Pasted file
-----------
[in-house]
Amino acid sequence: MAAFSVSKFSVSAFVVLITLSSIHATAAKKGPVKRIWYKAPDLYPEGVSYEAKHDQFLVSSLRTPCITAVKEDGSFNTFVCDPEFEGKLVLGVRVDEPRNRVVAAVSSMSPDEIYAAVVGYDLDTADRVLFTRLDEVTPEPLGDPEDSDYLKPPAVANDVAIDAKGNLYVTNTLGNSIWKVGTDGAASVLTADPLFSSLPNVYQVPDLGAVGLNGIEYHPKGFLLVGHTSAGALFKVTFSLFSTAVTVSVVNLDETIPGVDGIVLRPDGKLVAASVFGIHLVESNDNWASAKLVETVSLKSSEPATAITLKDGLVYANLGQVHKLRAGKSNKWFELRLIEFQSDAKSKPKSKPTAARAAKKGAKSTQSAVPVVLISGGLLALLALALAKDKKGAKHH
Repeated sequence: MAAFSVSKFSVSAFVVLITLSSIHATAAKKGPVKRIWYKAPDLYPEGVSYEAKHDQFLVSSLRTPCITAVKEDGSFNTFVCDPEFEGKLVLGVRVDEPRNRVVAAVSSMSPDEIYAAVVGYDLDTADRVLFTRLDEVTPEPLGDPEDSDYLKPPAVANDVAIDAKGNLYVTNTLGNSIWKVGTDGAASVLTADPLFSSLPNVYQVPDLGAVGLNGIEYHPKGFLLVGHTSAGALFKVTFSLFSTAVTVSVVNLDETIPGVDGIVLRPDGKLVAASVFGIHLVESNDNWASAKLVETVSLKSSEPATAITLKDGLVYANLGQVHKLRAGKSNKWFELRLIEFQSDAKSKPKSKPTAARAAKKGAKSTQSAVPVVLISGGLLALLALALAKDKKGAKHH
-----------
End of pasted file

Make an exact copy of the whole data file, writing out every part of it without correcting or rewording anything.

[in-house]
Amino acid sequence: MAAFSVSKFSVSAFVVLITLSSIHATAAKKGPVKRIWYKAPDLYPEGVSYEAKHDQFLVSSLRTPCITAVKEDGSFNTFVCDPEFEGKLVLGVRVDEPRNRVVAAVSSMSPDEIYAAVVGYDLDTADRVLFTRLDEVTPEPLGDPEDSDYLKPPAVANDVAIDAKGNLYVTNTLGNSIWKVGTDGAASVLTADPLFSSLPNVYQVPDLGAVGLNGIEYHPKGFLLVGHTSAGALFKVTFSLFSTAVTVSVVNLDETIPGVDGIVLRPDGKLVAASVFGIHLVESNDNWASAKLVETVSLKSSEPATAITLKDGLVYANLGQVHKLRAGKSNKWFELRLIEFQSDAKSKPKSKPTAARAAKKGAKSTQSAVPVVLISGGLLALLALALAKDKKGAKHH
Repeated sequence: MAAFSVSKFSVSAFVVLITLSSIHATAAKKGPVKRIWYKAPDLYPEGVSYEAKHDQFLVSSLRTPCITAVKEDGSFNTFVCDPEFEGKLVLGVRVDEPRNRVVAAVSSMSPDEIYAAVVGYDLDTADRVLFTRLDEVTPEPLGDPEDSDYLKPPAVANDVAIDAKGNLYVTNTLGNSIWKVGTDGAASVLTADPLFSSLPNVYQVPDLGAVGLNGIEYHPKGFLLVGHTSAGALFKVTFSLFSTAVTVSVVNLDETIPGVDGIVLRPDGKLVAASVFGIHLVESNDNWASAKLVETVSLKSSEPATAITLKDGLVYANLGQVHKLRAGKSNKWFELRLIEFQSDAKSKPKSKPTAARAAKKGAKSTQSAVPVVLISGGLLALLALALAKDKKGAKHH